Many thanks for your insightful comments. Please see my responses below.
On Tue, 5 Aug 2014, Penelope Maddy wrote:
Thank you for the plug, Sol. Sy says some interesting things in his BSL paper about ‘true in V': it doesn’t ‘reflect an ontological state of affairs concerning the universe of all sets as a reality to which existence can be ascribed independently of set-theoretic practice’, but rather ‘a façon de parler that only conveys information about set-theorists’ epistemic attitudes, as a description of the status that certain statements have or are expected to have in set-theorist’s eyes’ (p. 80). There is ‘no “external” constraint … to which one must be faithful’, only ‘justifiable procedures’ (p. 80); V is ‘a product of our own, progressively developing along with the advances of set theory’ (p. 93). This sounds more or less congenial to my Arealist (a non-platonist): in the course of doing set theory, when we adopt an axiom or prove a theorem from axioms we accept, we say it’s ‘true in V’, and the Arealist will say this along with the realist; the philosophical debate is about what we say when we’re describing set-theoretic activity itself, and here the Arealist denies (and the realist asserts) that it’s out to discover the truth about some objectively existing abstracta. (By the way, I don’t think ‘truth-value realism’ is the way to go here. In its usual form, it avoids abstract entities, but there remains an external fact-of-the-matter quite independent of the practice to which we’re supposed to be faithful.)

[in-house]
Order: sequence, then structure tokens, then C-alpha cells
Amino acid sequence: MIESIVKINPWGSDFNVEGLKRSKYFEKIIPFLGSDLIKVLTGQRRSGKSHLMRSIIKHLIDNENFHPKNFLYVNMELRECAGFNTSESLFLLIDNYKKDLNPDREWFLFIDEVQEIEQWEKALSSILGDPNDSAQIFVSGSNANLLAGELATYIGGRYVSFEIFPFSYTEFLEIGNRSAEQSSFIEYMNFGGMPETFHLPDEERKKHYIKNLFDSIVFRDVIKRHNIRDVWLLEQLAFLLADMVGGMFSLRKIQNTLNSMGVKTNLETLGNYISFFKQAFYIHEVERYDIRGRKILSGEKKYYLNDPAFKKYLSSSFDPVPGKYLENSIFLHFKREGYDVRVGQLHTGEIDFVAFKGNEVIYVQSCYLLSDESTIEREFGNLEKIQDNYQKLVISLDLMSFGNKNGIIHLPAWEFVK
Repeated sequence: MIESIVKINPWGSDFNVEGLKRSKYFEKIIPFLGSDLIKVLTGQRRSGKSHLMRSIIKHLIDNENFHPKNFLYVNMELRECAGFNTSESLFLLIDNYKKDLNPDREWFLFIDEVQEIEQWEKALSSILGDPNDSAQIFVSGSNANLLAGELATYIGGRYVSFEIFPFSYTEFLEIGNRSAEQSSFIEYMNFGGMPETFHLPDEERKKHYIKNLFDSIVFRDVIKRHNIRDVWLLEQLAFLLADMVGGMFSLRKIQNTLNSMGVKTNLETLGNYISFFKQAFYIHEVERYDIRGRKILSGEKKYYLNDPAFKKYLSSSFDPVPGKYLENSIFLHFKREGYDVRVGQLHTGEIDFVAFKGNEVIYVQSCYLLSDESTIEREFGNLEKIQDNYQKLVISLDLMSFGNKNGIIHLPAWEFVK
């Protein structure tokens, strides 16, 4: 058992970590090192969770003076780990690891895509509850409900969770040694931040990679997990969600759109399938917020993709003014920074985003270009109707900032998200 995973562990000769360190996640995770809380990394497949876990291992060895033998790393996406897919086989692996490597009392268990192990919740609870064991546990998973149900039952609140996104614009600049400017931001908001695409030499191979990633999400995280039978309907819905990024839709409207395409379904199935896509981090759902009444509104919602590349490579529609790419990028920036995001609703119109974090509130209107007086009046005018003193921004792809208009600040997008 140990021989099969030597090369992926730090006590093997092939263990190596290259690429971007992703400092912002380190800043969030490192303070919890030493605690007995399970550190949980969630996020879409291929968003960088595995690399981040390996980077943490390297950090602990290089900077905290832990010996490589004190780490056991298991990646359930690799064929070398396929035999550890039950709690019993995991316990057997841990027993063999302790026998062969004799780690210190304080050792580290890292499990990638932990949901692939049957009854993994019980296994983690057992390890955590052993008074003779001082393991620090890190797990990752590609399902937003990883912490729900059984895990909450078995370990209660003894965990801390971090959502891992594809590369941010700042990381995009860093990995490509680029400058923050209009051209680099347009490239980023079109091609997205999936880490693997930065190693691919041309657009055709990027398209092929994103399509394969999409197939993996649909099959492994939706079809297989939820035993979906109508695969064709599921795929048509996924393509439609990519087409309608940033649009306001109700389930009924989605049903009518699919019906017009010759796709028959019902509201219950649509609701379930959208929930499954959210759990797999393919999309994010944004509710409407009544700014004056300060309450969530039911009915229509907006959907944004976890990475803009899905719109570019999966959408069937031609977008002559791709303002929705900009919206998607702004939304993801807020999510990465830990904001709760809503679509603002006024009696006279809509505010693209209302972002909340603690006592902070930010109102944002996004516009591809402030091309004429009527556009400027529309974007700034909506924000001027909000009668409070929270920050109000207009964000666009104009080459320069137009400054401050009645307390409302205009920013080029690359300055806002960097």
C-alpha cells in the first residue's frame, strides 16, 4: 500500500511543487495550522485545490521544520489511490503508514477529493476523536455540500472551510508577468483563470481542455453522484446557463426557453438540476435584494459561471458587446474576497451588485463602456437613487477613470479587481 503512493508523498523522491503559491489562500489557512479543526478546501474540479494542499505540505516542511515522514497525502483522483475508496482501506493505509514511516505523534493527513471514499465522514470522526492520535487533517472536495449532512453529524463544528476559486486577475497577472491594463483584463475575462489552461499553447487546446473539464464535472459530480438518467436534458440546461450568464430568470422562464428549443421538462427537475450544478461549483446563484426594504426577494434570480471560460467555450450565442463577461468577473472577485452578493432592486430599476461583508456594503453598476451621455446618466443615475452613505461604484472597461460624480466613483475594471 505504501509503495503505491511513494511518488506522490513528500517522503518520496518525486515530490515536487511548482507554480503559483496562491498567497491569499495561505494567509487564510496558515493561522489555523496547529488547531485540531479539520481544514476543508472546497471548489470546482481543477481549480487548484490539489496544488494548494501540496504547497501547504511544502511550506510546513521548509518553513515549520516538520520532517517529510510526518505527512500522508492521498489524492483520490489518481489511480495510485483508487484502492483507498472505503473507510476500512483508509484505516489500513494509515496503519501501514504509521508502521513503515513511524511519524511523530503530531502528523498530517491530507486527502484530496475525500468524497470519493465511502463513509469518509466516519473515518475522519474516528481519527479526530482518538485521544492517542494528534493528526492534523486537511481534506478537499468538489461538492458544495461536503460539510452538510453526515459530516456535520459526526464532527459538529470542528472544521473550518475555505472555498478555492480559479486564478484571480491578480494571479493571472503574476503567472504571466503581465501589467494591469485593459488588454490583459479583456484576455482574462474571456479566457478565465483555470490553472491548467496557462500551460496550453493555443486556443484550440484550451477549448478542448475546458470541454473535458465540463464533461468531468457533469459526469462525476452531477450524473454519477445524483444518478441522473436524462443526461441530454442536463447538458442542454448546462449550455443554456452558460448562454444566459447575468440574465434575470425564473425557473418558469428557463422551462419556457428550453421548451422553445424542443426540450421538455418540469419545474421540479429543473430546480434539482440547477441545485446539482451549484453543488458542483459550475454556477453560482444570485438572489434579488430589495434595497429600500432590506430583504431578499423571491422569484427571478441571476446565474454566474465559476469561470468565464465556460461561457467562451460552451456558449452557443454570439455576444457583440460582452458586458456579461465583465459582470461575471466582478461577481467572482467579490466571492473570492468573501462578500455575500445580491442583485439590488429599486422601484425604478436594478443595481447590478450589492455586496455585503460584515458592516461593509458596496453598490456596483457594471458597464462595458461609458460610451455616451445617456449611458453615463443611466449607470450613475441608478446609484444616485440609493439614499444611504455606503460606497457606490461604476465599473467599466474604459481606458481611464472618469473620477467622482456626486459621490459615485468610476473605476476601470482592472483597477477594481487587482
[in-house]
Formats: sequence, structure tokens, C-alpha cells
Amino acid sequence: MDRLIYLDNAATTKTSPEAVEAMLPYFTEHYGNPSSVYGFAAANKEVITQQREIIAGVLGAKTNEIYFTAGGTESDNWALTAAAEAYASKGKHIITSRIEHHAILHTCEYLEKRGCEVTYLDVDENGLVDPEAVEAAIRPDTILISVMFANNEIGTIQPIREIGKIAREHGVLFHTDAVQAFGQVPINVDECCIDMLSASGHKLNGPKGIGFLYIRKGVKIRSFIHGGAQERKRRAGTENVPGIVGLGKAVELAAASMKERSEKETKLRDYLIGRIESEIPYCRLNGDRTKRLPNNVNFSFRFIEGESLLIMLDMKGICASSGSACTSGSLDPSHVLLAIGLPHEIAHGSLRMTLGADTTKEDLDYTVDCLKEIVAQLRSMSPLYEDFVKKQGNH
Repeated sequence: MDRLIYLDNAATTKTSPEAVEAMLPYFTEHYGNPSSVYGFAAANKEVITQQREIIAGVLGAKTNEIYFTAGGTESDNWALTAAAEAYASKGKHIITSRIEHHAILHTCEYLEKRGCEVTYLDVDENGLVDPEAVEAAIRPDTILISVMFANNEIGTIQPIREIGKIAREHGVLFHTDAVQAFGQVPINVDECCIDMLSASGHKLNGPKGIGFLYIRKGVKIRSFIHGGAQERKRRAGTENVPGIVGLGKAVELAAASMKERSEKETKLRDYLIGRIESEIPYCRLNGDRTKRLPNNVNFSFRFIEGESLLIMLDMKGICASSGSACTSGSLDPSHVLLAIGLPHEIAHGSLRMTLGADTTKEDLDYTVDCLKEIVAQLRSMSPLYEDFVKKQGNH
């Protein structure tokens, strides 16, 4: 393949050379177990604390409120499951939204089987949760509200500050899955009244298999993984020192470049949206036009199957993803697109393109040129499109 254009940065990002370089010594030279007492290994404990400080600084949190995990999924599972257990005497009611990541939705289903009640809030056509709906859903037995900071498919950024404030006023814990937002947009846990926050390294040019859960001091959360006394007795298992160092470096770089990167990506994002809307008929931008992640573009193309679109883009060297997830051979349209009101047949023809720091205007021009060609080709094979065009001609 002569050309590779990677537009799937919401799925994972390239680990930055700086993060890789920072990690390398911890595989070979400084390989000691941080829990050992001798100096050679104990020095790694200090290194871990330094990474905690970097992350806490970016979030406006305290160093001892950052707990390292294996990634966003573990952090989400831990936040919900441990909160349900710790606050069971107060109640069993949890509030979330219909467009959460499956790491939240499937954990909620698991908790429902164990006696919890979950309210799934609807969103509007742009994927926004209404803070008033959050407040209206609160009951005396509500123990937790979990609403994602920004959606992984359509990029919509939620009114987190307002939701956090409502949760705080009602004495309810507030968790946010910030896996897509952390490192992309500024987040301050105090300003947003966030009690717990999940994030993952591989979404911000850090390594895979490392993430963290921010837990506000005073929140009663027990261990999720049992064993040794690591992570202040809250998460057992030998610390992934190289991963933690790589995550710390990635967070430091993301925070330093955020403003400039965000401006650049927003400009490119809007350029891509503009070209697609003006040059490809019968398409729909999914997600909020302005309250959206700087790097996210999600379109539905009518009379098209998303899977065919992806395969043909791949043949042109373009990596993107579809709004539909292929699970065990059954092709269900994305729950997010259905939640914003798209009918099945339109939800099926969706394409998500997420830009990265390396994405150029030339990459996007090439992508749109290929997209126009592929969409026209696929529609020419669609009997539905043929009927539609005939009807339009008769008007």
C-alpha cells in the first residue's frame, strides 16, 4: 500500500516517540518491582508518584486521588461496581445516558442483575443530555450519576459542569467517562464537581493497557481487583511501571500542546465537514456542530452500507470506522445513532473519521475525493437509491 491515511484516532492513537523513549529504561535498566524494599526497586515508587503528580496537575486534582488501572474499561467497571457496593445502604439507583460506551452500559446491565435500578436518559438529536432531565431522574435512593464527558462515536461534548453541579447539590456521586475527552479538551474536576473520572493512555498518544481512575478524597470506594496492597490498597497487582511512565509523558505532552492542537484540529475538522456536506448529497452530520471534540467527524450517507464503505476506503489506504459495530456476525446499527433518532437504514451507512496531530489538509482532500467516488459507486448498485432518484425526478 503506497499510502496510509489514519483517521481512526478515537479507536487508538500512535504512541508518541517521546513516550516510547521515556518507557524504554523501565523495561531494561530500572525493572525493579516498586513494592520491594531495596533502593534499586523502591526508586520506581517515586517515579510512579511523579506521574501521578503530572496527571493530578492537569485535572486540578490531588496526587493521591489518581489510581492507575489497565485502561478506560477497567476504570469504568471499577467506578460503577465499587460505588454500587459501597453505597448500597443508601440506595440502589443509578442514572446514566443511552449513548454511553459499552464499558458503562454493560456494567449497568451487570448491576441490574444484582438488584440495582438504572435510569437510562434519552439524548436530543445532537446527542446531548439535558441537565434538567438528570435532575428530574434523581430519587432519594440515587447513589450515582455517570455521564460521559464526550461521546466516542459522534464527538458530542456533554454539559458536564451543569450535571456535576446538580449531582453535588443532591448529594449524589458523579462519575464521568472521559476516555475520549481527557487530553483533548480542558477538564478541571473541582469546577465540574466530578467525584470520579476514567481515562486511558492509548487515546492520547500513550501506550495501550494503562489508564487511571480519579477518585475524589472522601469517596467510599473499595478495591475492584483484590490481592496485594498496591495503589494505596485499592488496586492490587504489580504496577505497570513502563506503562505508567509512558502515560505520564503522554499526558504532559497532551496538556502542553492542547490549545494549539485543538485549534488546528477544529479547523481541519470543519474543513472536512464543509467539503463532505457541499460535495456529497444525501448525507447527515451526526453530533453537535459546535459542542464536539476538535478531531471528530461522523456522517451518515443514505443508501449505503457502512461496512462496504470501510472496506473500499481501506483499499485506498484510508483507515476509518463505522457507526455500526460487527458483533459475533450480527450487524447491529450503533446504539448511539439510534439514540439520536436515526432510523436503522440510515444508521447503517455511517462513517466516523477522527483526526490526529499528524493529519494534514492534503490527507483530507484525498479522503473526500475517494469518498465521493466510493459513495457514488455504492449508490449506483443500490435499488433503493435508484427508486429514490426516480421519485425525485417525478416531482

My apologies here. In my reply to Sol I only made reference to truth-value realism for the purpose of illustrating that one can ascribe meaning to set-theoretic truth without being a platonist. Indeed my view of truth is very far from the truth-value realist, it is entirely epistemic in nature.
Unfortunately the rest of my story of the Arealist as it stands won’t be much help because the non-platonistic grounds given there in favor of embracing various set-theoretic methods or principles are fundamentally extrinsic and Sy is out to find a new kind of intrinsic support.
Yes. I am trying to make the case that there are unexplored intrinsic sources of evidence in set theory. Some have argued that we must rely solely on extrinsic sources, evidence emanating directly from current set-theoretic practice, because intrinsic evidence cannot take us past what is derivable from the maximal iterative conception. I do agree that this conception can lead us no further than reflection principles compatible with V = L.
But in fact my intuition goes further and suggests that no intrinsic first-order property of the universe of sets will enable us to resolve problems like CH. We have to examine features of the universe of sets that are only revealed by comparing it to other possible universes (goodbye Platonism) and infer first-order properties from these “higher-order” intrinsic features of V (a name for the epistemically-conceived universe of sets).